CIHR Canada Research Chair in Food Marketing, Policy and Children’s Health, University of Calgary
PhD, Communication (‘03)
As a professor of communication, Charlene Elliott is always evaluating the linkages between policy, messaging and public consumption.
In the case of childhood obesity, those linkages are hard to miss: grocery store aisles are filled with processed food, which is heavily marketed to young people.
“The promise of fun is an increasingly common strategy used by ‘Big Food’ in the promotion of packaged products,” explains Dr. Elliott, an expert in food marketing, packaging and policy. “Gamification, or making it fun, has been identified as a top consumer packaged goods trend, not just for snack food, but it is increasingly being used by healthy eating campaigns that promote unprocessed foods to children.”
While the current focus of her research is on healthy eating campaigns that employ “Big Food” marketing tactics, Dr. Elliott began her academic career studying intellectual property law and the senses, including the trademarking of colour and the implications of such regulatory ownership.
“The move from regulation of the senses to regulation of both food and taste was a natural progression (in my research),” she recalls. “Food marketing, food packaging and food policy all speak to issues of regulation and the deliberate channeling of sensory communication.”
Dr. Elliott has received several grants from the Canadian Institutes of Health Research (CIHR), as well as a prestigious Canada Research Chair. She was recently named a member of Royal Society of Canada’s College of New Scholars, Artists and Scientists for her innovative research “exploring new avenues of inquiry that explore how food marketing, food policy and consumer perceptions/actions factor in the prevention of disease and the promotion of health.”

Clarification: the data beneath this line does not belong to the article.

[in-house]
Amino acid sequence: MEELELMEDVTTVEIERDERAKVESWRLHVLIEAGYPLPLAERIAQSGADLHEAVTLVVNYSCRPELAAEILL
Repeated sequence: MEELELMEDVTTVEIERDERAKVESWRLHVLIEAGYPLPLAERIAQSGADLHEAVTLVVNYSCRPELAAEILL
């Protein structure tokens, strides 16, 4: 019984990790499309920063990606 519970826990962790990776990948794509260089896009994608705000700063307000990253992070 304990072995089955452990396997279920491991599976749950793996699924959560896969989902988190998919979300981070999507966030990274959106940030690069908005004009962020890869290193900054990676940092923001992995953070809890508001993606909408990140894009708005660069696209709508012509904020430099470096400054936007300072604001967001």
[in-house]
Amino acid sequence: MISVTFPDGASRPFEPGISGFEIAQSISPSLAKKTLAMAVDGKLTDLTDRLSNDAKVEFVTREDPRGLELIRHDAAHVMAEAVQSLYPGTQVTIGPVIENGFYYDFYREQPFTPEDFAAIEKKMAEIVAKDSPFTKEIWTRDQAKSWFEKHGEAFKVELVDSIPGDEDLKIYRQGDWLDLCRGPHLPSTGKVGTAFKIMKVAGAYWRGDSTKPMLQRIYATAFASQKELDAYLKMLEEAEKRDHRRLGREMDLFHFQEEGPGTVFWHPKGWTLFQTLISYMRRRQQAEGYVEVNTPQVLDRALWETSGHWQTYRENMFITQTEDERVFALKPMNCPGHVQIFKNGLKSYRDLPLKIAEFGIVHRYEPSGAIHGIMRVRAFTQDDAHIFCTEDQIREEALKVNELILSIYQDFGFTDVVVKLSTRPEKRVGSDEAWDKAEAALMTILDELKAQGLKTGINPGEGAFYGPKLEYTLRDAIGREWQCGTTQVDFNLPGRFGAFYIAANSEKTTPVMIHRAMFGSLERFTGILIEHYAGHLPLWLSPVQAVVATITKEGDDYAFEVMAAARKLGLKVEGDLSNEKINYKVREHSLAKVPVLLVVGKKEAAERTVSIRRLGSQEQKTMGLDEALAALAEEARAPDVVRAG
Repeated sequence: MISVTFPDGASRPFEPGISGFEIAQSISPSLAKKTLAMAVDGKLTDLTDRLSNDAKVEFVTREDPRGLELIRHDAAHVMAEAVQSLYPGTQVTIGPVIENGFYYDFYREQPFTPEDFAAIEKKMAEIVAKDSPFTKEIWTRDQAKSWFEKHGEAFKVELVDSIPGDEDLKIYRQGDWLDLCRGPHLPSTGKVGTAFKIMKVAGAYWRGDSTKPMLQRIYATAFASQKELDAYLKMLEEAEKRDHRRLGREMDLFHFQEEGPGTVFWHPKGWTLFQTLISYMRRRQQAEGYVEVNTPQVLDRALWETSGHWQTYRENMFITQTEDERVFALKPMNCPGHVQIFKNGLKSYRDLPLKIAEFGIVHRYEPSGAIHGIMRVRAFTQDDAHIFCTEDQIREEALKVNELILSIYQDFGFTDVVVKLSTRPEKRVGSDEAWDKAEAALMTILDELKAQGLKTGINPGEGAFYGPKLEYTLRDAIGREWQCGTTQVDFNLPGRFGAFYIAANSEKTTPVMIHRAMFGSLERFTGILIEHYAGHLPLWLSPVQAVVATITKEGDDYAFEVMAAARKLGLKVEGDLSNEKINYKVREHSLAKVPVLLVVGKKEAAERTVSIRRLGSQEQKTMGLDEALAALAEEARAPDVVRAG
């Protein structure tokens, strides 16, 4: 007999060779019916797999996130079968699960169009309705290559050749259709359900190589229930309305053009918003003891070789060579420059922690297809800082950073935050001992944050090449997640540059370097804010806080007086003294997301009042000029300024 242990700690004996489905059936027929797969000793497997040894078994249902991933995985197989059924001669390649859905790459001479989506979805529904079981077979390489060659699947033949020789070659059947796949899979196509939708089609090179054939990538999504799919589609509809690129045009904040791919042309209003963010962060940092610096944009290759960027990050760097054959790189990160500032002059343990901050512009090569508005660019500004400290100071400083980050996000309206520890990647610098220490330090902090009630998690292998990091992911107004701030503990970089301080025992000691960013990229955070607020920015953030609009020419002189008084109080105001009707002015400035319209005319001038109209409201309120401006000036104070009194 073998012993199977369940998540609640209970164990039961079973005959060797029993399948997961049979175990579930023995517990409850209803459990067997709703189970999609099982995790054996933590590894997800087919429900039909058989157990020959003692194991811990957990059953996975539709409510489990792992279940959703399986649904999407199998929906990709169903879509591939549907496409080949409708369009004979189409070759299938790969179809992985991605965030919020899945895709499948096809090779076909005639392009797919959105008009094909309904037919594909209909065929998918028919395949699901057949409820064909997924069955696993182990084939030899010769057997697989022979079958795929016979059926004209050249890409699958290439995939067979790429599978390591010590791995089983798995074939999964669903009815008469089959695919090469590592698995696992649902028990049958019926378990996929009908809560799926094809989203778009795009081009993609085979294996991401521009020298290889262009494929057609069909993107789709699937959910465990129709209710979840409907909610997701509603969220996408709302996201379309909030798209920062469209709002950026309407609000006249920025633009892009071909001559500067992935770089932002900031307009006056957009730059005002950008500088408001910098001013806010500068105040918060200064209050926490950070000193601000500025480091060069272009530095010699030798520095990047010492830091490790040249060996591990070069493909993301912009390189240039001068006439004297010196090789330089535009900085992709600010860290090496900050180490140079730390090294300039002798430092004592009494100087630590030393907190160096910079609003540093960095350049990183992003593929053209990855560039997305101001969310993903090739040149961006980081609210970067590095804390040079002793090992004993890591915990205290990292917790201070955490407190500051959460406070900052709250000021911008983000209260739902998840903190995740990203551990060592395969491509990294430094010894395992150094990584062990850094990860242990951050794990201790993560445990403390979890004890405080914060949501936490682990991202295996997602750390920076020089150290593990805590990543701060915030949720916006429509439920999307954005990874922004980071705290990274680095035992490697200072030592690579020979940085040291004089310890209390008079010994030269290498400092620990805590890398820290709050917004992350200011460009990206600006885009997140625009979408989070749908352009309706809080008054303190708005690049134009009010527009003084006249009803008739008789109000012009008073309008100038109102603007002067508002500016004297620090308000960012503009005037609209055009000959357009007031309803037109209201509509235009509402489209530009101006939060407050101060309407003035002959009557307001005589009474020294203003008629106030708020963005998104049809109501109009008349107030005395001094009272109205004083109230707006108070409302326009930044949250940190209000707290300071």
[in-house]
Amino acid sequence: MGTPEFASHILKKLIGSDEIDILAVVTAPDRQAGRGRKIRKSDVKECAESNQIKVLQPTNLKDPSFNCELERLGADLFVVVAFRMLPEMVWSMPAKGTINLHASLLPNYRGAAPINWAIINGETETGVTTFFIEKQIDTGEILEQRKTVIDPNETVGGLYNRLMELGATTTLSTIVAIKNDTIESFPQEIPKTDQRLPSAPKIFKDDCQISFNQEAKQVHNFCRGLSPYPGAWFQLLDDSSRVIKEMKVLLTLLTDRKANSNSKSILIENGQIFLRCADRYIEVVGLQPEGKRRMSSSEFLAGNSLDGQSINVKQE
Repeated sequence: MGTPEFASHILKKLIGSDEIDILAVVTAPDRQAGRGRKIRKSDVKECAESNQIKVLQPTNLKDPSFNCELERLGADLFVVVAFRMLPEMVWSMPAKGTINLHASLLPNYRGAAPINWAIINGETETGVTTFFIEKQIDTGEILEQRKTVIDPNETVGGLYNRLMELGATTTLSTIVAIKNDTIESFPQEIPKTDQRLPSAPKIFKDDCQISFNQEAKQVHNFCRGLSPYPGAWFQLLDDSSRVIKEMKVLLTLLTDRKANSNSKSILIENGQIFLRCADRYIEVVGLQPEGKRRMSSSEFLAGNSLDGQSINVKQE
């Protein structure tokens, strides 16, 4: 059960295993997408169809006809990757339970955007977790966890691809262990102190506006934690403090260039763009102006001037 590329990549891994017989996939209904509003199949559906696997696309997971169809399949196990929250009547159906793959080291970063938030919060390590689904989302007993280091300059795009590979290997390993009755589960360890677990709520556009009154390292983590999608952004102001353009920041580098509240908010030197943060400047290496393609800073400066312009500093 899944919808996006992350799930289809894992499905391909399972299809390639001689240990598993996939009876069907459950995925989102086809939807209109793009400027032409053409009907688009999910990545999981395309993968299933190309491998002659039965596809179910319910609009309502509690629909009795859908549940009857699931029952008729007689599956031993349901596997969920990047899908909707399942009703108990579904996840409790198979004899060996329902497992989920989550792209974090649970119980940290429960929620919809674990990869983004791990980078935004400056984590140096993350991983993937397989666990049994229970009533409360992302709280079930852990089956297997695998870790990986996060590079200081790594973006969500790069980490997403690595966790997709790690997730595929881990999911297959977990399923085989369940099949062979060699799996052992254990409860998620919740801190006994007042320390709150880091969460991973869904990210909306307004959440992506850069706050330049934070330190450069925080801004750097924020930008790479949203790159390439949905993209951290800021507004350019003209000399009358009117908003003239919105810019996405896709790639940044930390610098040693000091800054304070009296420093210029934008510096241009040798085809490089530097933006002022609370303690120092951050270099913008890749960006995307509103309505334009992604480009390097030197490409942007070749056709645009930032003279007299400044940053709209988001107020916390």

“I’m grateful because the reviewers at CIHR took a chance on me, which took my career in a different direction,” she says.
Dr. Elliott has led discussions about food marketing with focus groups of children across Canada. One key finding was that children find it difficult to determine a healthy packaged food choice even when they are specifically looking for it.
In response, Dr. Elliott developed a media literacy and food marketing curriculum for children with federal and provincial funding that is currently being taught in schools in three provinces through a partnership with the not-for-profit NSTEP (Nutrition Students Teachers Exercising with Parents). She has also provided policy input on regulations when it comes to food packaging and food marketing to children.
She credits her experience in the School of Journalism and Communication, both as a doctoral student and as a tenured professor, with laying the foundation for an incredibly successful academic career.
“I had such a fabulous experience there, surrounded by generous colleagues and dynamic research,” she recalls of her time at Carleton. “What’s wonderful about this field is that you can define unique questions because it’s changing all the time. I feel very fortunate.”
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